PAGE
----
It may seem hard to believe, but John McCain is actually intent on making Still-President Bush look fiscally responsible. Given that Bush has added t
June 12, 2008

It may seem hard to believe, but John McCain is actually intent on making Still-President Bush look fiscally responsible. Given that Bush has added trillions to the debt, run the largest deficits in U.S. history, and is the first president to ever put the costs of a war on the national charge card, that’s no small feat.

But McCain is giving it a shot anyway, most notably when it comes to tax cuts. He wants to take the Bush tax cuts (which McCain originally voted against) and make them permanent, on top of slashing the corporate income-tax rate from 35% to 25%. In all, according to the McCain campaign and the Congressional Budget Office, McCain’s plan would cost an additional $400 billion a year (at a time of already huge budget deficits), and at the same time, the senator has also vowed to balance the federal budget by the end of his first term.

The trick, of course, is figuring out how to pay for all of these new tax cuts. Originally, McCain said he could achieve this by eliminating earmarks. Ultimately, though, the campaign could only identify about $18 billion in cuts — which may sound like a lot, but pales in comparison to tax cuts with a $2 trillion price tag.

So, the McCain gang has rolled out rationalization #2.

McCain’s top economic adviser, Doug Holtz-Eakin, blithely supposes that cuts in defense spending could make up for reducing the corporate tax rate from 35% to 25% and the subsequent shrinkage in federal revenues. Get that? The national security candidate wants to cut spending on our national security. Wait until the generals and the admirals hear that.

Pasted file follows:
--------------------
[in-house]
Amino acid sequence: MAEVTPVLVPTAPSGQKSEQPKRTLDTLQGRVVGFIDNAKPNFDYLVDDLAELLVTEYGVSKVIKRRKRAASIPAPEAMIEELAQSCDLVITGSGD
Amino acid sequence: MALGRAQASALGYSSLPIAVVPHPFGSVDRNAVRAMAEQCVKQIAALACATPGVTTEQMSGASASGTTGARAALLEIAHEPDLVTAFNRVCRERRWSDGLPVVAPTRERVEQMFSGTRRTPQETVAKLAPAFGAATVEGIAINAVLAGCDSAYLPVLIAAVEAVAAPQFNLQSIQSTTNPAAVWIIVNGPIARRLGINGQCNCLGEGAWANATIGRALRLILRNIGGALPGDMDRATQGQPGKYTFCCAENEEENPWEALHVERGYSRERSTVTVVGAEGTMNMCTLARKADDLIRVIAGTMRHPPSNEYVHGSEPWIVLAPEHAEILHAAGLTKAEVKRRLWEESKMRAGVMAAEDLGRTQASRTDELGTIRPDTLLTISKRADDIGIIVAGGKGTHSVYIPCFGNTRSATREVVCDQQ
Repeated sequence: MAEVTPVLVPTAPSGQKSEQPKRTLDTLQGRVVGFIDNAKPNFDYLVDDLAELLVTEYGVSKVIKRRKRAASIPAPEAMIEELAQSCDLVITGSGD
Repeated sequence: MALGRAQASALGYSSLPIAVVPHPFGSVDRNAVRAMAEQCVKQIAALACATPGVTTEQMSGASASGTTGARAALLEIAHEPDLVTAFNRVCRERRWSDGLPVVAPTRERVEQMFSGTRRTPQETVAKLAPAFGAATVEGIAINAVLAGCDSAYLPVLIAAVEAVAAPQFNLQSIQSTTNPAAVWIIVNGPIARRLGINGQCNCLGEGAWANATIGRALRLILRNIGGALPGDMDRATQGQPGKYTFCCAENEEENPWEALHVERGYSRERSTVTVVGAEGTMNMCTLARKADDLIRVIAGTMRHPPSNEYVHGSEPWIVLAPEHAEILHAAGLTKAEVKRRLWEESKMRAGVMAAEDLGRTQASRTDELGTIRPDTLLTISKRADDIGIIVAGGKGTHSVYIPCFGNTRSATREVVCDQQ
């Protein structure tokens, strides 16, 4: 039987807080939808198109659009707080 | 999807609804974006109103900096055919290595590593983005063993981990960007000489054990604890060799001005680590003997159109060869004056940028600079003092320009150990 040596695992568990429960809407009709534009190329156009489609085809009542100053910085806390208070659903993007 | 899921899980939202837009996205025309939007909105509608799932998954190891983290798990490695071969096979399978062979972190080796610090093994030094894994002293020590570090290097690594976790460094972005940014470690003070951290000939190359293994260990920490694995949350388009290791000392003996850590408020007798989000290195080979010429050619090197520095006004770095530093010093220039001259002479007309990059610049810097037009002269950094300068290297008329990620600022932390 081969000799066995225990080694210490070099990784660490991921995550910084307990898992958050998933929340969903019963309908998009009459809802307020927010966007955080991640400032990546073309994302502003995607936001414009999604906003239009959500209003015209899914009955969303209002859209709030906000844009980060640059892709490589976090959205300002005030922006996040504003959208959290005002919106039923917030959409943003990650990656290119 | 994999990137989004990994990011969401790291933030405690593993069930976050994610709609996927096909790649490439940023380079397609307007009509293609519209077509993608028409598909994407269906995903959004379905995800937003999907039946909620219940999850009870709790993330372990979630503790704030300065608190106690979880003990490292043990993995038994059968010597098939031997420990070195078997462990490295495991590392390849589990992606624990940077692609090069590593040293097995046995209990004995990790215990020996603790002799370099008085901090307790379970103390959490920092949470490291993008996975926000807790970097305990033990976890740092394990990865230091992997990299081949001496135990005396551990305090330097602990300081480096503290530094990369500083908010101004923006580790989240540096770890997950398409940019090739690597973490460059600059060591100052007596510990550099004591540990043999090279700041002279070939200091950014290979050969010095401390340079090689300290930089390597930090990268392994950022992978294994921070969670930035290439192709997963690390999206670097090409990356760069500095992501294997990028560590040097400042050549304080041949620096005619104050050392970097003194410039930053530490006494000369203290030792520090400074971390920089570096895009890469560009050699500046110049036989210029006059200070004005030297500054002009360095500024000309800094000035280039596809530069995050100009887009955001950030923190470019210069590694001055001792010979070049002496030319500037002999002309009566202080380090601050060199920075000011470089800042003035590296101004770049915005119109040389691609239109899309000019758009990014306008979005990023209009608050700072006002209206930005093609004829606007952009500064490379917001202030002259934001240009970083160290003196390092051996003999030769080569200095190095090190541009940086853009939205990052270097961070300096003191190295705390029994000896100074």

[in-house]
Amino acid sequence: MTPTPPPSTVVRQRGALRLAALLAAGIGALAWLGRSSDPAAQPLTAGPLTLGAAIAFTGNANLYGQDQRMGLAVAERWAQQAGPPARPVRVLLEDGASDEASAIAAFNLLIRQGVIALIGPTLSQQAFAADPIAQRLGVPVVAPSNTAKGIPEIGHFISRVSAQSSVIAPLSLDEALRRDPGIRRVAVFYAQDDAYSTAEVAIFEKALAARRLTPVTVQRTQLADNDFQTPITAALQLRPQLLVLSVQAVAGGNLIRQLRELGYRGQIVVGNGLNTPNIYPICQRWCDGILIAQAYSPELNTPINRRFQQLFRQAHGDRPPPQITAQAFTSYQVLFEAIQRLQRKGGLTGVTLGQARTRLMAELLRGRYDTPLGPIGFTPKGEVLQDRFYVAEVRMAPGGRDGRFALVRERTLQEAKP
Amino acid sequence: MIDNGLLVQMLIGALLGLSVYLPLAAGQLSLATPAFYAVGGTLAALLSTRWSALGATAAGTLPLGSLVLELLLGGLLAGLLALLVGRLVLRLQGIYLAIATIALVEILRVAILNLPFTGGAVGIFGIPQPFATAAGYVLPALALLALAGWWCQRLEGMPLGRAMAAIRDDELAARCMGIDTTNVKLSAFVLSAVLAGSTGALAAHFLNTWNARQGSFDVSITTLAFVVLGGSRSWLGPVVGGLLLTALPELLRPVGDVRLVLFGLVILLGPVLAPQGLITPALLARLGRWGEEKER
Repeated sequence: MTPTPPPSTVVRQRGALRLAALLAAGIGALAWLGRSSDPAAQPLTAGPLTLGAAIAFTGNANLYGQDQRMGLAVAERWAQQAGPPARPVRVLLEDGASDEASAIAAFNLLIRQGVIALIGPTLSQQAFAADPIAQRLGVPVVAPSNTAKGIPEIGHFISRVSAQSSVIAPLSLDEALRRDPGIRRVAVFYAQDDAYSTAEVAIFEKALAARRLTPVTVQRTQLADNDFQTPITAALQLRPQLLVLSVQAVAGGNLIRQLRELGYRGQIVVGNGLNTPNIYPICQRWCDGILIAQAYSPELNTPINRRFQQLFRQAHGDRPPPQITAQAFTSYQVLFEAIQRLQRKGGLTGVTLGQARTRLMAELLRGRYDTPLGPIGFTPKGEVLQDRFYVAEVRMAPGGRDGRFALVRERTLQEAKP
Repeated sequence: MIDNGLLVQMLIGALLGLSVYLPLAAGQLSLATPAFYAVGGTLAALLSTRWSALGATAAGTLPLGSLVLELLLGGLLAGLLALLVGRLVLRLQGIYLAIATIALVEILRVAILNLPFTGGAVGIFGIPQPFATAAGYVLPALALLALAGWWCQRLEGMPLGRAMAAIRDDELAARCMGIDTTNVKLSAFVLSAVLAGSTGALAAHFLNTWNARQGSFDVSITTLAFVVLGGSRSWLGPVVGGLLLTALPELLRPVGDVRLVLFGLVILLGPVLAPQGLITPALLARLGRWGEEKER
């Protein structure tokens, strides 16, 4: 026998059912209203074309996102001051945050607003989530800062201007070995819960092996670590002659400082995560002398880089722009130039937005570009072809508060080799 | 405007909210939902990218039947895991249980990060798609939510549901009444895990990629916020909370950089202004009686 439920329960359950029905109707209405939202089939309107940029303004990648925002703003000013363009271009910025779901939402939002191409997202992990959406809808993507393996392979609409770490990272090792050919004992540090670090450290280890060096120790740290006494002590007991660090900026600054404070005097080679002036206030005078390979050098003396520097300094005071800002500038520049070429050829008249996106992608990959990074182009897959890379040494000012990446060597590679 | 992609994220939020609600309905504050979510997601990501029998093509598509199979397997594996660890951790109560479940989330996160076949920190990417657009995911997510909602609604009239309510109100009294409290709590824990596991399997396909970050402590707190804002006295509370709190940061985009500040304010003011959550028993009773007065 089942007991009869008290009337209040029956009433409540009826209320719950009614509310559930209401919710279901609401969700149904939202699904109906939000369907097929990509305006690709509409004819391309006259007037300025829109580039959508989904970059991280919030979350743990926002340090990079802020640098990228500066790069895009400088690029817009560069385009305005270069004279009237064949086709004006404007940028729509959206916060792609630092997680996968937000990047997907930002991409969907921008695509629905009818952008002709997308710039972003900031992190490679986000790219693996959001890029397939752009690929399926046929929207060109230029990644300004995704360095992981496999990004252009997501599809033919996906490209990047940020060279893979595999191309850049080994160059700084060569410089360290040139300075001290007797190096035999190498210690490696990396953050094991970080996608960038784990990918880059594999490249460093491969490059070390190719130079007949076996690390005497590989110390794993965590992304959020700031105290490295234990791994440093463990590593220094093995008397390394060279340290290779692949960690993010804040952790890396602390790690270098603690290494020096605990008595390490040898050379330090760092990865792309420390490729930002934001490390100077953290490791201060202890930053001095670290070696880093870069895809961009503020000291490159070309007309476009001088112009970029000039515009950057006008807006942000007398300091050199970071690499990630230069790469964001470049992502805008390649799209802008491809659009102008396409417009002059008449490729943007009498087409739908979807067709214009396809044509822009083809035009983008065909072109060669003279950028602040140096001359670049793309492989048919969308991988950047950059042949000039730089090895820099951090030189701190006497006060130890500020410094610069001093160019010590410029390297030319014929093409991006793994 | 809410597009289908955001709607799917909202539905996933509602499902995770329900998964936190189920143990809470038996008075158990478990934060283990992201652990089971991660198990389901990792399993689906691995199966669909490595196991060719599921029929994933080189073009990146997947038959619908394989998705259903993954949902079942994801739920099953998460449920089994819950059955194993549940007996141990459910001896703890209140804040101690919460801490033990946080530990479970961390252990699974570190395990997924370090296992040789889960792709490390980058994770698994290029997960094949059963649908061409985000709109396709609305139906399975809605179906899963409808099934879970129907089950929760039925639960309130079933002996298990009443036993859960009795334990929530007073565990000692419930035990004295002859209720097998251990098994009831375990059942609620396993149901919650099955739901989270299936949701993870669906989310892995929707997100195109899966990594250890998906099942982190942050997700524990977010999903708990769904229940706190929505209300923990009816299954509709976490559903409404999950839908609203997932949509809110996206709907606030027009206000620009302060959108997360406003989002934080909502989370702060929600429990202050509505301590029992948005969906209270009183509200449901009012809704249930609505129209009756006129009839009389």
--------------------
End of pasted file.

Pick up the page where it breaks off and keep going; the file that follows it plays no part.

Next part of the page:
Wait, McCain wants to cut the Pentagon budget? Since when?

Chris Bowers noted:

If true, this would be a much bigger bombshell that McCain’s remarks on Iraq withdrawal. Unlike Forbes, it isn’t the hypocrisy of being “tough” on national security while suggesting cuts in defense spending that would be a big deal. Instead, it would be a big deal because it has the potential to create a bi-partisan consensus in this election on the need to cut the defense budget in 2009.

Obama should jump all over this, and argue that if we are going to cut defense spending, it should not be to pay for a corporate tax break, but instead to invest in American infrastructure, health care, and a new energy economy. He should also argue that McCain won’t actually cut defense spending, because his refusal to withdraw from Iraq would make a reduction in defense spending impossible.

Quite right. McCain’s stated position is that he intends to increase the size of the military, while fighting indefinitely in Iraq. And he’s going to do this while slashing spending for the Defense Department? How’s that, exactly?

What’s more, while the McCain campaign is talking about the savings associated with cuts to the Pentagon budget, the same McCain campaign is talking about increasing the size of the Pentagon budget.

Along with more personnel, our military needs additional equipment in order to make up for its recent losses and modernize. We can partially offset some of this additional investment by cutting wasteful spending. But we can also afford to spend more on national defense, which currently consumes less than four cents of every dollar that our economy generates — far less than what we spent during the Cold War. We must also accelerate the transformation of our military, which is still configured to fight enemies that no longer exist.

As Matt Yglesias noted, “So on the one hand, defense cuts will pay for tax cuts. But on the other hand, we need to substantial increase defense spending as a share of GDP to something more like Cold War levels.”

I know there are some who consider McCain a credible, knowledgeable guy. I just can’t figure out why.

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